Home Entertainment: Revenues from the distribution of filmed entertainment to households through DVD sales are recorded under the home entertainment segment. Home entertainment earned $2.7 billion in 2009, an increase of 8.5% from 2008. The increased revenues were largely due to the success of the DVD release of Iron Man.
Television Licensing Fees: Once films are released in home entertainment formats (and thus out of theaters) Viacom sells the rights to distribute its content to various third parties. Television networks, video-on-demand services, pay and free cable services and in some cases airlines and hotels are all service providers that pay Viacom for the rights to air the company's films. Television licensing fees also increased in 2009, returning $1.33 billion, 2.92% higher than in 2008.
Ancillary Revenue: Revenues from studio revenues, consumer product licensing and the distribution of filmed entertainment through new online and mobile platforms are recorded as ancillary revenue in the filmed entertainment segment. In 2009 these revenues accounted for $262 million, an increase of 15% from 2008.
Trends and Forces
Intellectual Property: Piracy in the entertainment industry is a serious concern for Viacom. The rise internet file sharing has made it increasingly easy for consumers to gain access to content without paying anything. As a result, companies like Viacom lose revenue. Increased piracy regulations in the U.S. and abroad (particularly in China, where such regulations are very lax) could be very helpful for Viacom. If piracy is not controlled or strongly regulated in the future Viacom could see serious losses from the intellectual property violations.
Success of Content: The success of the programming that Viacom licenses - measured by box office returns, or television ratings - is what generates revenue, as this is what determines the amount Viacom can charge in affiliate fees. These fees are determined through negotiations with cable and satellite distributors and the more successful a program is, the larger the fee Viacom can charge for the licensing. As the entertainment industry is extremely fast paced, it is essential that the content Viacom produces keeps up with what is currently popular.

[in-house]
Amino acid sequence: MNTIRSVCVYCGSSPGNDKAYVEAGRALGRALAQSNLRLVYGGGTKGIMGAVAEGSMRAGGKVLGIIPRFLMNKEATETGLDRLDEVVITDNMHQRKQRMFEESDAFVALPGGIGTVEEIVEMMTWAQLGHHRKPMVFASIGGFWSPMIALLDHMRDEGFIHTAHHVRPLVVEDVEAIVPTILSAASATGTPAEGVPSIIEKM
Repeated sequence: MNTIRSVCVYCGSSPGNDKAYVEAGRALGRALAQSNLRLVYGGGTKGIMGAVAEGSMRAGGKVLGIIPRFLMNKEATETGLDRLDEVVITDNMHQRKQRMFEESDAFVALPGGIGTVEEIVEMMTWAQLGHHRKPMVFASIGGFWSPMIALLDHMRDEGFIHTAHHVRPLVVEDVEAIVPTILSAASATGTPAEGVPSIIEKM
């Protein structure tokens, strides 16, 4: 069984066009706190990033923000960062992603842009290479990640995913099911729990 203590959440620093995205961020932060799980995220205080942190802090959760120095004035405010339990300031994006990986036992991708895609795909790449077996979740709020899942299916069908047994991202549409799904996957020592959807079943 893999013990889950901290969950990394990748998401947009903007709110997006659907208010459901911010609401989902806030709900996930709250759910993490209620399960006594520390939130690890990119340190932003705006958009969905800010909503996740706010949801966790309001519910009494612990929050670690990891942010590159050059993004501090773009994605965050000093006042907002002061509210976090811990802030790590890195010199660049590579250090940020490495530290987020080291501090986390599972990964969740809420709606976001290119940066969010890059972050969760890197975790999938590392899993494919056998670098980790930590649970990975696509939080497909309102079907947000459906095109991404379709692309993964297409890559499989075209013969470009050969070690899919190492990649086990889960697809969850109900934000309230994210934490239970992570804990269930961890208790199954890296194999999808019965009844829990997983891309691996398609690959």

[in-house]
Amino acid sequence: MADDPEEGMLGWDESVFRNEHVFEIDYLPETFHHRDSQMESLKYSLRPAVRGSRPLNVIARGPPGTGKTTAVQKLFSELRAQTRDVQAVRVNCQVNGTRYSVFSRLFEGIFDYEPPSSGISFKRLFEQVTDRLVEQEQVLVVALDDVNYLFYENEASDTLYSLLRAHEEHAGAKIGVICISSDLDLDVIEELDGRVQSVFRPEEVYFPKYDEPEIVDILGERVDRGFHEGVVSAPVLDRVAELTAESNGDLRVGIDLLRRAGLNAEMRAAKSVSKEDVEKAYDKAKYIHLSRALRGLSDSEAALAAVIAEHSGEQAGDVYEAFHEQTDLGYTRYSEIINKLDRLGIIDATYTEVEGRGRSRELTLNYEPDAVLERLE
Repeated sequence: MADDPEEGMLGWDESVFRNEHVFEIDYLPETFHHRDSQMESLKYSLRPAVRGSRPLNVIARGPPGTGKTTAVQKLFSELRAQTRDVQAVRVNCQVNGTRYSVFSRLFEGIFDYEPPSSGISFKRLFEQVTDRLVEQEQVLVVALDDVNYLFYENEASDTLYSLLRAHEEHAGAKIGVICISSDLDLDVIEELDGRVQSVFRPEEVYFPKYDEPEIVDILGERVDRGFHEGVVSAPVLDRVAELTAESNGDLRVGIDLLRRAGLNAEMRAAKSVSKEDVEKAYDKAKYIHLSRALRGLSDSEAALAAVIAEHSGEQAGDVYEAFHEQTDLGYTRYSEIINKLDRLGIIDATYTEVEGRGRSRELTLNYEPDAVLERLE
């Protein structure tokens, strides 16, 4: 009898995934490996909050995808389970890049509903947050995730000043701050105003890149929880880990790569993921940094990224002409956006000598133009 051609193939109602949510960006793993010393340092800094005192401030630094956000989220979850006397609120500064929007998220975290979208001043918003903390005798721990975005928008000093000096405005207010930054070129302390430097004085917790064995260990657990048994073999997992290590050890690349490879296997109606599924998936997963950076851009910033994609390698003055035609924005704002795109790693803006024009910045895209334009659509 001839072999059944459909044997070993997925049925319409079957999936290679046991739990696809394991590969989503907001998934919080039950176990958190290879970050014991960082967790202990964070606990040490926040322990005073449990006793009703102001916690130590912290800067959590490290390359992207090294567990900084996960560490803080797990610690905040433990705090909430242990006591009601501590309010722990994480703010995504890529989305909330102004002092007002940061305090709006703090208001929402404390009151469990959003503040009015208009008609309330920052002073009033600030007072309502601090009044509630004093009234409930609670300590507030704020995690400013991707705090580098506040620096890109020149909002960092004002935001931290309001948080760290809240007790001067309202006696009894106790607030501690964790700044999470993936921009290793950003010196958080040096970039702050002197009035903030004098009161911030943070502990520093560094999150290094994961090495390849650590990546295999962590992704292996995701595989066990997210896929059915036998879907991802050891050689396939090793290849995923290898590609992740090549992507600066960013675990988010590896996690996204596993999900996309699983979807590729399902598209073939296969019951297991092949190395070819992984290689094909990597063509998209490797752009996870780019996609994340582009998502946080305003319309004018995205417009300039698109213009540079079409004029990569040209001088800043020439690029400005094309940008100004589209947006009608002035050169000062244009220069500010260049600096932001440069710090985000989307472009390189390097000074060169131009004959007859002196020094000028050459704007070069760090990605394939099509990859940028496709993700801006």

Decline in Cinema Viewing: Most movies produced today are break-even projects for Viacom and its competitors. As the costs of producing major block buster movies continue to rise, the revenues from these movies must also increase in order for the projects to remain worthwhile. In recent years revenues from theater releases have fallen, causing high cost projects to become less attractive. This decline in cinema attendance is coupled with an increased demand in the DVD market. The company is using newer technologies that are harder to replicate illegally - like IMAX and 3D movies - to combat this trend.
Viacom competes directly with other major media conglomerates including Time Warner (TWX) and Walt Disney Company (DIS). While Viacom's revenues and market cap are significantly smaller than those of its competitors it does maintain an advantage in operating margin.
Last edited by netrashetty; February 17th, 2011 at 11:54 AM..